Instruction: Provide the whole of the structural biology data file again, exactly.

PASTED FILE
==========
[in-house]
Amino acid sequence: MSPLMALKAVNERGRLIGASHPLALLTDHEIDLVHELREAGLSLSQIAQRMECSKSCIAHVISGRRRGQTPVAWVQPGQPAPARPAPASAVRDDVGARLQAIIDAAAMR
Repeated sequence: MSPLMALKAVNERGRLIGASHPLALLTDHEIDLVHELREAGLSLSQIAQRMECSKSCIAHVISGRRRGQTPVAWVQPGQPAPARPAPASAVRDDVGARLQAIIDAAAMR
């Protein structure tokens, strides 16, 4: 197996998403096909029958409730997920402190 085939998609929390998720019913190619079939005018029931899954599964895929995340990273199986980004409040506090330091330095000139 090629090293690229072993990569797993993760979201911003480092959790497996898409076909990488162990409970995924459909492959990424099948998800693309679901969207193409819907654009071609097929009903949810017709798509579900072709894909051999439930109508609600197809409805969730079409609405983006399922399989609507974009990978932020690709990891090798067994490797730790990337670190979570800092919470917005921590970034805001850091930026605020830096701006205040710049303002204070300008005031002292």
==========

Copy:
[in-house]
Amino acid sequence: MSPLMALKAVNERGRLIGASHPLALLTDHEIDLVHELREAGLSLSQIAQRMECSKSCIAHVISGRRRGQTPVAWVQPGQPAPARPAPASAVRDDVGARLQAIIDAAAMR
Repeated sequence: MSPLMALKAVNERGRLIGASHPLALLTDHEIDLVHELREAGLSLSQIAQRMECSKSCIAHVISGRRRGQTPVAWVQPGQPAPARPAPASAVRDDVGARLQAIIDAAAMR
């Protein structure tokens, strides 16, 4: 197996998403096909029958409730997920402190 085939998609929390998720019913190619079939005018029931899954599964895929995340990273199986980004409040506090330091330095000139 090629090293690229072993990569797993993760979201911003480092959790497996898409076909990488162990409970995924459909492959990424099948998800693309679901969207193409819907654009071609097929009903949810017709798509579900072709894909051999439930109508609600197809409805969730079409609405983006399922399989609507974009990978932020690709990891090798067994490797730790990337670190979570800092919470917005921590970034805001850091930026605020830096701006205040710049303002204070300008005031002292």